Many years ago, back in the 1990s, after my first year of training in Sister Pat McCrann’s program of Spiritual Direction in Oregon, she had said to me that I needed to do something and that she didn’t know what it was, but I was to take some time and go and do it. This had come to her in prayer. I had no idea what was being asked of me. It was a very strange feeling. At the time I had no intention of diving into the life of a clergyman. But I stopped, prayed and stepped into the bright darkness.
Within weeks I was traveling down to San Francisco where I went to work on a project with Wells Fargo, and somehow, I can’t remember now how it happened, but I was invited to serve on the Technology Committee of the United Religions Initiative headed by the Anglican Bishop Swing of Grace Cathedral. I had to enter the cathedral in a secret elevator because there were death threats from fundamentalists who believed that the Antichrist was behind it.
All that was behind this project was the commandment to “love one another as I have loved you.” This commandment is ignored by many.
As we see, our world is still fractured, our faiths are still in pieces, seeing through a dark glass more darkly every day it seems. Religion seems part of the problem, not the beginning of a solution. This problem still burns like a festering wound.
Why am I writing this, you may ask? It is because I am feeling called by something that is commanding as well as disquieting. God is moving in my breast, like a shark under the water. I have no idea what is being asked of me.
The Lutheran theologian Dietrich Bonhoeffer said that God’s will is not just one will, but can be many. We are given the freedom to choose if we are quiet enough to discern. We are not slaves of God, but brothers and sisters of Jesus and God gives us the dignity of choice — a free choice.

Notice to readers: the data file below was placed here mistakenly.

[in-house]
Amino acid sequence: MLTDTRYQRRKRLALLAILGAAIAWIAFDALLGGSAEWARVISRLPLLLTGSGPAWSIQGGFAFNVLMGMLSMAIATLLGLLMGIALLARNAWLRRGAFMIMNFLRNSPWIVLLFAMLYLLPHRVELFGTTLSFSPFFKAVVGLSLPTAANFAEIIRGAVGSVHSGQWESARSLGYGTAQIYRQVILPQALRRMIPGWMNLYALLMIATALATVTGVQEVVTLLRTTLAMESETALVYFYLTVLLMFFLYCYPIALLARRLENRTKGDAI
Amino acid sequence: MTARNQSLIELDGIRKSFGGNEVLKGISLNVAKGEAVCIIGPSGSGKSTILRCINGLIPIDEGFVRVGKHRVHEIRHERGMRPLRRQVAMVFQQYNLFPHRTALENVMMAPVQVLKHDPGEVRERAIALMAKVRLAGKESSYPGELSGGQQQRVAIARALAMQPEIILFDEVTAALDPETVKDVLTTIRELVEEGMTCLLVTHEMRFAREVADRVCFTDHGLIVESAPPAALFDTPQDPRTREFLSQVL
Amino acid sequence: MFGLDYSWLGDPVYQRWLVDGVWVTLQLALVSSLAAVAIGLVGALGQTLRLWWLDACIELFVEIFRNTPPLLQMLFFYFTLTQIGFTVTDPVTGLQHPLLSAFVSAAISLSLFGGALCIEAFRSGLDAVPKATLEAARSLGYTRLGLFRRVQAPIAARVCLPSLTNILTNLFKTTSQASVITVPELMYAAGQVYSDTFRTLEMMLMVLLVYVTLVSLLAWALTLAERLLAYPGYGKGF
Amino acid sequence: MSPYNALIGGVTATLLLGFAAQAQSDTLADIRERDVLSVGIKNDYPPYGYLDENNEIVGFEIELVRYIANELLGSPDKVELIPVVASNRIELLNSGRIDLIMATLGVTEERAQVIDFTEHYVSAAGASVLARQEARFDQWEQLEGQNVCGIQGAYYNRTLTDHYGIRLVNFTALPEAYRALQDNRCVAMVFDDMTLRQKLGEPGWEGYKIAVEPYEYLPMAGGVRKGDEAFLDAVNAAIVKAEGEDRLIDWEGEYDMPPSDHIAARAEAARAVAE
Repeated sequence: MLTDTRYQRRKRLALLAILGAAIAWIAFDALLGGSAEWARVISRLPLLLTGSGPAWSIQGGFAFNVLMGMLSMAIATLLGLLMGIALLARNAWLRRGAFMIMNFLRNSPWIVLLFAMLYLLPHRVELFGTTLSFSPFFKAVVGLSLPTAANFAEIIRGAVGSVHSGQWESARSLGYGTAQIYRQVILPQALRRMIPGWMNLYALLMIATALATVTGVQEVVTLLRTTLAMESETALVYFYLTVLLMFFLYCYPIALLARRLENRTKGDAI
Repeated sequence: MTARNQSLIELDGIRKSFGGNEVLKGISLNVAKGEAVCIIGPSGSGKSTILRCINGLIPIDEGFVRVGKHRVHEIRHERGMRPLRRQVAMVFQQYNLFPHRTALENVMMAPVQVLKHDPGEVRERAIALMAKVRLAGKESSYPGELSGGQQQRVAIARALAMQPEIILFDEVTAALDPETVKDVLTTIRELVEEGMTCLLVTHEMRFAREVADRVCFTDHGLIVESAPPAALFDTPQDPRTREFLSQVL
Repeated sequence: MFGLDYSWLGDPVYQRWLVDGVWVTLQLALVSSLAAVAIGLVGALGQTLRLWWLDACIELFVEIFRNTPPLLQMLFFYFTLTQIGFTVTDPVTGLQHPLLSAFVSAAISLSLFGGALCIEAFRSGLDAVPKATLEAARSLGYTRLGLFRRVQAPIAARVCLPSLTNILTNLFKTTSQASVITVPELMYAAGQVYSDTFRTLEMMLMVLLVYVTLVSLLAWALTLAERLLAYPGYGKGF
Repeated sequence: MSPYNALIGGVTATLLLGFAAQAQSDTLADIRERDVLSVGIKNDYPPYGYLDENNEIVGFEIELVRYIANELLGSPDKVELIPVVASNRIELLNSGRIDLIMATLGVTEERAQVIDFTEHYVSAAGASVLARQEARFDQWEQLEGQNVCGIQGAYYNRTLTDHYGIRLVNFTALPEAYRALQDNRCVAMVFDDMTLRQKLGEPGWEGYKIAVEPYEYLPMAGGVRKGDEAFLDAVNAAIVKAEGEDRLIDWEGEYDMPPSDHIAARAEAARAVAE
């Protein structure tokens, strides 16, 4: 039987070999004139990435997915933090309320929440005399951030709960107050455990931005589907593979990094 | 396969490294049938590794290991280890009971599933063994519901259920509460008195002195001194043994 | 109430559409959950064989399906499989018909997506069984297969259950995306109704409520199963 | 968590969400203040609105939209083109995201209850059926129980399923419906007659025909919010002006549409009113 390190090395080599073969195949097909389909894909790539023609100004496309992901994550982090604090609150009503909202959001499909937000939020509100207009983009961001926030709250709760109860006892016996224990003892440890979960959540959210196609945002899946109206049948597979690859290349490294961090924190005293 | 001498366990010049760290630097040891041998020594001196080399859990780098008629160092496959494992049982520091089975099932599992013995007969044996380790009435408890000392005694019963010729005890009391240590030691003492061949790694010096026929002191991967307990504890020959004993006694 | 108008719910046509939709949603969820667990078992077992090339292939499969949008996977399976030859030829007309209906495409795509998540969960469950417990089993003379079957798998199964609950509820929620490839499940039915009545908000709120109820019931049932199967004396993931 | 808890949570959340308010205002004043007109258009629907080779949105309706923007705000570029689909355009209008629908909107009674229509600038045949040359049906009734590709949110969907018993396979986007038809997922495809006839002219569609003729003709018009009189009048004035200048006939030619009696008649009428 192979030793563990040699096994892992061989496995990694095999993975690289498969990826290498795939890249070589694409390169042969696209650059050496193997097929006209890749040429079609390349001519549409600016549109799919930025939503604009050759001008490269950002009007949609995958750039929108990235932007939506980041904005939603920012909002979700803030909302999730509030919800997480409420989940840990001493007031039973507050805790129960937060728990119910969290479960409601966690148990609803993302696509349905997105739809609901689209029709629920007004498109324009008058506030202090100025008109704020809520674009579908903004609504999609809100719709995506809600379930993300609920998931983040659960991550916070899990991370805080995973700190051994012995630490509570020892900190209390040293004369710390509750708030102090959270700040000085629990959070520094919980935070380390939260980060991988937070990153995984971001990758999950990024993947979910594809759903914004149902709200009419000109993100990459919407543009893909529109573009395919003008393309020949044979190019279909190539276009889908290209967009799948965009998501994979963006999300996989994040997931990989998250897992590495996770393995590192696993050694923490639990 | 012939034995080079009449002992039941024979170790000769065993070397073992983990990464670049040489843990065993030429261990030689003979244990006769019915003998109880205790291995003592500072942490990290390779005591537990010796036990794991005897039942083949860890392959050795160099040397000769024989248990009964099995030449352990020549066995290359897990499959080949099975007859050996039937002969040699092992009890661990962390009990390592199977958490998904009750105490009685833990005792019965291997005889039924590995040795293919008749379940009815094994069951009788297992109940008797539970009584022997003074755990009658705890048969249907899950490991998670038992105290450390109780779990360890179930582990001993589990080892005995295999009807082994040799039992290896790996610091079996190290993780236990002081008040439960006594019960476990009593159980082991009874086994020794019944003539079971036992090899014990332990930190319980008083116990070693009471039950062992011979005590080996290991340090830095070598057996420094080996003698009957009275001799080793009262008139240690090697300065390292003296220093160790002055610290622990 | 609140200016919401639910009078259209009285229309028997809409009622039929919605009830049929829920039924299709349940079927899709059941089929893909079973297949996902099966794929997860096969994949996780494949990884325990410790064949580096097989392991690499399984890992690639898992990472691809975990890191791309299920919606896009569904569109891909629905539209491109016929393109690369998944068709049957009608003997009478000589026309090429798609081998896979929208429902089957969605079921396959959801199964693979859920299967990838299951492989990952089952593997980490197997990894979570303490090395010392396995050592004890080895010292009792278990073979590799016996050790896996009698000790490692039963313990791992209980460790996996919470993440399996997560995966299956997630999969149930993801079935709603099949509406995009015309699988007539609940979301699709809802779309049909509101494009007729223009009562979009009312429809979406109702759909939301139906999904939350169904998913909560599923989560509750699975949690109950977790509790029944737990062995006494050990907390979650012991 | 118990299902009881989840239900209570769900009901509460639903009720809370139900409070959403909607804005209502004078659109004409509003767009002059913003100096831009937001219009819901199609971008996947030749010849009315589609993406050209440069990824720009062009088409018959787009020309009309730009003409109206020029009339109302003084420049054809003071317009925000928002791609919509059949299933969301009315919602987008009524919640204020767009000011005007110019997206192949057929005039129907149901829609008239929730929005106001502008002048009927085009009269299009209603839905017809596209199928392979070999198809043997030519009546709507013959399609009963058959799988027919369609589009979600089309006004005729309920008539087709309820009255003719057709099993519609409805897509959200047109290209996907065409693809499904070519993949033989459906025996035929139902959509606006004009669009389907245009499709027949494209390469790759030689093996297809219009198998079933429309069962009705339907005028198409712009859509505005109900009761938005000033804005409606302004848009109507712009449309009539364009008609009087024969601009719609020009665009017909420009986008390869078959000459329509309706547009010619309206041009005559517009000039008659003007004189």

Such a freedom is dramatic and can be terrifying — our choices bend the universe as we twist and turn. Our love is alive in this maelstrom of discernment. God’s design is melded with our multiplicities and we are not puppets but dancers riding the foam of possibilities. We all count in this dance.
So this week I ask for your help. Please pray for me to discern the right next steps and where the most blessing and joy will arise for my master, Jesus, if I find them.
Last week I received a letter from a reader, a most thoughtful and heartfelt letter. I give thanks to her for it, for it touched on my blind spots and helped me see more clearly. What a blessing!
I pray for you, dear friends of East Oregon. I pray that new gifts will descend on you and your churches as we enter uncertain times. I pray that your journey will draw you close to Jesus Christ and that you will bring a holy eye to all the matters in your life as you ask yourself what the next steps will be and look toward the challenges and joy to come.
Colin Brown is the former pastor of Good Shepherd Lutheran Church in Boardman.